Croatia gets green light for EU membership in 2013
Croatia took a giant step towards European Union membership Friday, winning a green light from Brussels to join in mid-2013, a move opening a fresh page in the history of the Balkans nation.
“Today is a historic day for Croatia and the European Union,” said Jose-Manuel Barroso, president of the EU executive.
“I would like to congratulate the people of Croatia,” he added. “Joining the EU family of nations is first and foremost your success!”
Barroso said Croatia had successfully completed six years of tough negotiations to gain entry to the bloc and become its 28th member.
He recommended closing the final four of 35 chapters that aspiring members must negotiate in order to gain EU entry — reforming political, economic, social and judicial spheres in line with EU standards.
“This paves the way for Croatia to join the EU as the 28th member state as of 1 July 2013,” he added.
The next step will be for EU leaders to offer their official rubber stamp at a summit June 23-24.
The announcement from the EU executive comes shortly before the Balkan nation celebrates 20 years of independence from Yugoslavia and 16 years after the bloody inter-ethnic war that ensued.
Hailing the news even before it happened, Croatian President Ivo Josipovic told AFP in an interview the previous day that it would be “a big day for Croatia as it opens a new page in our history.”
Croatia will be the second former Yugoslav republic to join the EU after Slovenia in 2004, but the first that suffered the full force of the brutal wars that ravaged the region in the 1990s.
Much of the negotiations in the last months stumbled over judicial reforms and Croatia’s cooperation with the UN war crimes court, but Zagreb had leapt ahead even in that difficult and sensitive field, said Justice Commissioner Viviane Reding.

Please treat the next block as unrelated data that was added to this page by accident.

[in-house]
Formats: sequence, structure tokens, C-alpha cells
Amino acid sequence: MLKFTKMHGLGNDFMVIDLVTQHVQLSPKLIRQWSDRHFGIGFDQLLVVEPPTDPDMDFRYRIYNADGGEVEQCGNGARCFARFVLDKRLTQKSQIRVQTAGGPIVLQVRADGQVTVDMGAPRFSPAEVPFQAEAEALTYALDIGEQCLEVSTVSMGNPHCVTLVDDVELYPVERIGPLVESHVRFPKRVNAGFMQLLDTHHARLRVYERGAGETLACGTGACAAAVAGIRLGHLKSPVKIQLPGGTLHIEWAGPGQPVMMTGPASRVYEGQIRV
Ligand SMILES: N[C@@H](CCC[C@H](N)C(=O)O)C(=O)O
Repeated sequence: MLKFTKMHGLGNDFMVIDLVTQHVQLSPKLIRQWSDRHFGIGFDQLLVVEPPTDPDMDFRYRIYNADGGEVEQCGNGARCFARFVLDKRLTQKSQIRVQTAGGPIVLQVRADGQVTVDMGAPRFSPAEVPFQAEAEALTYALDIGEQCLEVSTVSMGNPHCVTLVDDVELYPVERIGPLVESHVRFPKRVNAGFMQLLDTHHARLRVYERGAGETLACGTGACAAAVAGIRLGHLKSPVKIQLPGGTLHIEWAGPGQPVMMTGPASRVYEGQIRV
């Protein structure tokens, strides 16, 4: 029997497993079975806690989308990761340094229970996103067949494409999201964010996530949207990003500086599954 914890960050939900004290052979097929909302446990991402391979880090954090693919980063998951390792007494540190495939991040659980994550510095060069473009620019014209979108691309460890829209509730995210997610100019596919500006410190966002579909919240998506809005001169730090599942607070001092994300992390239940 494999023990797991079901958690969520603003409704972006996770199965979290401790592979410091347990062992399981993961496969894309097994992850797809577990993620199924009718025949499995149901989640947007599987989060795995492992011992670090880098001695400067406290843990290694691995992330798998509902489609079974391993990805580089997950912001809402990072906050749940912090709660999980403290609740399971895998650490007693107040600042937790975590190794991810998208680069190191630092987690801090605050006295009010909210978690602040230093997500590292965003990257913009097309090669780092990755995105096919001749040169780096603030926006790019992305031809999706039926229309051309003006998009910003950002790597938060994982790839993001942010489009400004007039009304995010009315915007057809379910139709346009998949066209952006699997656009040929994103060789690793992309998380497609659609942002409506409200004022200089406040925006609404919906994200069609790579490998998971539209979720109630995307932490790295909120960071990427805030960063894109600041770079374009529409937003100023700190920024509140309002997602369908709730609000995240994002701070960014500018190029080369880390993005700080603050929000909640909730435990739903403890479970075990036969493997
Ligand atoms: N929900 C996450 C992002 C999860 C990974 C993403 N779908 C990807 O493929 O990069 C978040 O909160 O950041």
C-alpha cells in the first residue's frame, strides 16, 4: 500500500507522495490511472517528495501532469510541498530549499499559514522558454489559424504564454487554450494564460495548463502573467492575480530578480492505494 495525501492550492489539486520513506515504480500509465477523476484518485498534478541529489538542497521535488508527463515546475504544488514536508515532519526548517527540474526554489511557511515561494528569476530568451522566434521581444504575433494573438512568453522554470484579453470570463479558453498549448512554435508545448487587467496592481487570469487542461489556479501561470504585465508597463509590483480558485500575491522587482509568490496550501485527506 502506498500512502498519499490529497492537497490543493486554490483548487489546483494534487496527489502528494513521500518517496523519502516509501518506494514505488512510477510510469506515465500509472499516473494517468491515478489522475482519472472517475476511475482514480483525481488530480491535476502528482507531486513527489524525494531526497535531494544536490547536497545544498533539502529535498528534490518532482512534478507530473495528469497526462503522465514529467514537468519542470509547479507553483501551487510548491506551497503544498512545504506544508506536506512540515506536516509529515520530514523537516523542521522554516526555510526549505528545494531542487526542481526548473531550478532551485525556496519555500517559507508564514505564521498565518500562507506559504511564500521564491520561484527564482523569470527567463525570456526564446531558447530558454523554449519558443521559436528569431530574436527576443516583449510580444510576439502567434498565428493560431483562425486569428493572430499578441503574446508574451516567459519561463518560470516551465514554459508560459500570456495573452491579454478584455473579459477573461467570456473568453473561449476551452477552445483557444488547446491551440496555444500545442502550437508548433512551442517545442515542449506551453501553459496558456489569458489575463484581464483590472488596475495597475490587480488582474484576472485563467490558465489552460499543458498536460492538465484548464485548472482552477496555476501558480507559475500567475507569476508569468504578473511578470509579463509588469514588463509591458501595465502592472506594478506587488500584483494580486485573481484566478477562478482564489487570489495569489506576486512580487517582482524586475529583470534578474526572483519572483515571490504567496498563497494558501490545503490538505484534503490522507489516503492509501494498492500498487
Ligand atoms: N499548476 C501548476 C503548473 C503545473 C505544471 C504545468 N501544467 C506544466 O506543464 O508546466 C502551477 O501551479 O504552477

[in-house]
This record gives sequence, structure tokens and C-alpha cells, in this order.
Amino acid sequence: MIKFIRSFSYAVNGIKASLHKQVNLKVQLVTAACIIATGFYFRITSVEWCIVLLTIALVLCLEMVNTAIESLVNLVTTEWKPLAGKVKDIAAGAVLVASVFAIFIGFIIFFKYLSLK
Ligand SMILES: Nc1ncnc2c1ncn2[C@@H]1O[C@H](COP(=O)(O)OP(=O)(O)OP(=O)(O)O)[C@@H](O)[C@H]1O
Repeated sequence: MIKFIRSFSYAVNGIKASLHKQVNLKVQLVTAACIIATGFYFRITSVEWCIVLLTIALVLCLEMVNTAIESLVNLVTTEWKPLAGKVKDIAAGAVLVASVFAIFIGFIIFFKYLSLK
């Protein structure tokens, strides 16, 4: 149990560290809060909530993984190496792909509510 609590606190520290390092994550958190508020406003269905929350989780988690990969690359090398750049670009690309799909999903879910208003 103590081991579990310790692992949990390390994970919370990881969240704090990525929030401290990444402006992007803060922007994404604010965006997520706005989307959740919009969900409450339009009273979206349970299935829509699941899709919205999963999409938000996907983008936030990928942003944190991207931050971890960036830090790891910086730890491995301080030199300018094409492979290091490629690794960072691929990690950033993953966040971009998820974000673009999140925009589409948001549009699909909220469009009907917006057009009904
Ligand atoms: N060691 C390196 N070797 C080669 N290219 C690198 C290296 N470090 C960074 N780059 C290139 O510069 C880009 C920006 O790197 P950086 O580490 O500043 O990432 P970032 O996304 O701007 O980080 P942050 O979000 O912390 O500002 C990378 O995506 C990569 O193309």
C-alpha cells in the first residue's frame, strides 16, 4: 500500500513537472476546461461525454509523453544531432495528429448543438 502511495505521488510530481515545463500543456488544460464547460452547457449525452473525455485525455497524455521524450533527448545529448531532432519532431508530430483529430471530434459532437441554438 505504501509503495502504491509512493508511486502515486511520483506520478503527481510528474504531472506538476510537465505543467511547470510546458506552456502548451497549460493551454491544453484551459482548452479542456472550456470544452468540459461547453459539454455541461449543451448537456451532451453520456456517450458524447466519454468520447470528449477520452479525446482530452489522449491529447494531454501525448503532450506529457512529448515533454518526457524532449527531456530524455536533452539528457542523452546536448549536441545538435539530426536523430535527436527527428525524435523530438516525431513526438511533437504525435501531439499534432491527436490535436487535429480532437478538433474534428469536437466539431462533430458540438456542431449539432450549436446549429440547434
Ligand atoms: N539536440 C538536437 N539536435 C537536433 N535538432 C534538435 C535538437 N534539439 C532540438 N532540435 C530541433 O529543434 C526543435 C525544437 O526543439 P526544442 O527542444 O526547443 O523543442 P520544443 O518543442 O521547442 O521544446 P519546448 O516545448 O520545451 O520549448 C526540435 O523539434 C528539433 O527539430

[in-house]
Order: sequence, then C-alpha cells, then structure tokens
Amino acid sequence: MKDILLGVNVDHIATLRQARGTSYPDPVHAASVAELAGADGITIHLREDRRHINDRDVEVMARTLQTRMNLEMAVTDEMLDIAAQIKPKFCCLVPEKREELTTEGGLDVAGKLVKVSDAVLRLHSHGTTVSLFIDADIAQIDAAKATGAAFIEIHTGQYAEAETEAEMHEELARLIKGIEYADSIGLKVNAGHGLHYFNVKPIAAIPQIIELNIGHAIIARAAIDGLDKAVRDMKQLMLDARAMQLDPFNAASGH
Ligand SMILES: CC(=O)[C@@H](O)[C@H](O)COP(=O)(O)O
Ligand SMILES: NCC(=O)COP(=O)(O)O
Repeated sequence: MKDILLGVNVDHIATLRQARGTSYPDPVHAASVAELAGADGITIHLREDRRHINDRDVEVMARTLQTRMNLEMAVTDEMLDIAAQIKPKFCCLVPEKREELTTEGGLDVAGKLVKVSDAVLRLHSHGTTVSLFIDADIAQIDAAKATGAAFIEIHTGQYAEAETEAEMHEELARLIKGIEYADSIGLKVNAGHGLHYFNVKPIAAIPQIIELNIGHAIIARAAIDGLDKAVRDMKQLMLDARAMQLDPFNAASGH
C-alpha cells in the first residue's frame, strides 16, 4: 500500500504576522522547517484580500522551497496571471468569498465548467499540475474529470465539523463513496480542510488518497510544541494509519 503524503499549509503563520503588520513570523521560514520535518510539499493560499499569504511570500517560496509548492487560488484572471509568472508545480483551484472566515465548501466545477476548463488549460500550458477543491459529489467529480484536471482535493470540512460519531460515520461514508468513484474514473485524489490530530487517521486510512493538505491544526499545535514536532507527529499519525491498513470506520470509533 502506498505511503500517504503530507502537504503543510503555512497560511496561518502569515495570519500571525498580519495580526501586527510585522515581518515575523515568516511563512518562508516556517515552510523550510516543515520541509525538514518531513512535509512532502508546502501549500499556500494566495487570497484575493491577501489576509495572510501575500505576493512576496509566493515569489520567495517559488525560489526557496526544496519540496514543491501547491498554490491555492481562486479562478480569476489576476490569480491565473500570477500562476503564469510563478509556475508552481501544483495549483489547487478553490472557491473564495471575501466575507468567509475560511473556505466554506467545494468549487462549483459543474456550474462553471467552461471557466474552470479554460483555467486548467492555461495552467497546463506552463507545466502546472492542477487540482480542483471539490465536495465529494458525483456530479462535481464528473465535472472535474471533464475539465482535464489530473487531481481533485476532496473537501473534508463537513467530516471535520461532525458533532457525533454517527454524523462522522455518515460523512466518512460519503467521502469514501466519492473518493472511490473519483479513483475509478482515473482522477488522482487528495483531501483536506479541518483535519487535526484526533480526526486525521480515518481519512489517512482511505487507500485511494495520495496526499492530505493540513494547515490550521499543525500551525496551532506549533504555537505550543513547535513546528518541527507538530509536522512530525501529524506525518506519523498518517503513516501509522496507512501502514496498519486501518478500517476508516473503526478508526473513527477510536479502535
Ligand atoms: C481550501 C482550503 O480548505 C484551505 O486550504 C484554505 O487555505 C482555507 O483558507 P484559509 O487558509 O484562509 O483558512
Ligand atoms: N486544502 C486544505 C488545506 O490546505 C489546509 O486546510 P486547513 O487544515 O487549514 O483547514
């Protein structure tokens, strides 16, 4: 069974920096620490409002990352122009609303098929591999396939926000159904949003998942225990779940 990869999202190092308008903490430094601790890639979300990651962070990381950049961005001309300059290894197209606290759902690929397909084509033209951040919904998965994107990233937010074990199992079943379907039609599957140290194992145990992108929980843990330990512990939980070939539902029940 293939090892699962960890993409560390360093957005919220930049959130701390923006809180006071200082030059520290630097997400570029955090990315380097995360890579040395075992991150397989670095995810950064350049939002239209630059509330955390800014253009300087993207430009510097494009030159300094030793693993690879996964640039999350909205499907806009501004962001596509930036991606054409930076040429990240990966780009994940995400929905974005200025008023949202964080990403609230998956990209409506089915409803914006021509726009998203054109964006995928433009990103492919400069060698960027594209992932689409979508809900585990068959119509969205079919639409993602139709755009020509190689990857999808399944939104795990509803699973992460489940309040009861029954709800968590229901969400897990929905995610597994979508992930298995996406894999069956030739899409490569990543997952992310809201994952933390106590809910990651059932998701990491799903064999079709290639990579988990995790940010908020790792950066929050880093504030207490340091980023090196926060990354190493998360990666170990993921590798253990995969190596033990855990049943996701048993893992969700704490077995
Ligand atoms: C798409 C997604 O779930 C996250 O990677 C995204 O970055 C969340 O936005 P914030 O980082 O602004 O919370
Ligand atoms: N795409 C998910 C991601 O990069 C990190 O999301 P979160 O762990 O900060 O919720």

“The last stumbling block was the judiciary,” she said. I didn’t believe last year that Croatians could do it. But in one year’s time they completely reformed their judiciary and made it irreversible.
“They are on track and we can give with very much calm and a good heart a yes, Croatia.”
Many hope that the green light for Zagreb, six years after opening negotiations to join, will boost reconciliation in the whole Balkans region.
“I know from talks with many European leaders that they expect Croatia to serve as a bridge to help southeastern European countries become EU members,” Josipovic said.
“Europe will not be complete until all southeastern European countries are in it.”
Barroso too said he hoped Croatia’s upcoming integration would serve as an inspiration to others in the Balkans “to reinvigorate their reform efforts and to deliver to the benefit of their people.”
The government in Zagreb has touted huge financial benefits from membership, calculating that Croatia will be able to draw some 3.5 billion euros ($5 billion) from EU structural funds.
Economic experts expect entry will also boost investors’ optimism, pushing growth in the country of 4.4 million whose economy is still in recession.
But many ordinary Croats do not share the enthusiasm.
Polls still show 44.6 percent support EU membership, but the opponents, on 41.8 percent, are gaining ground.
The country is due to hold a referendum within a month of the EU accession treaty being signed.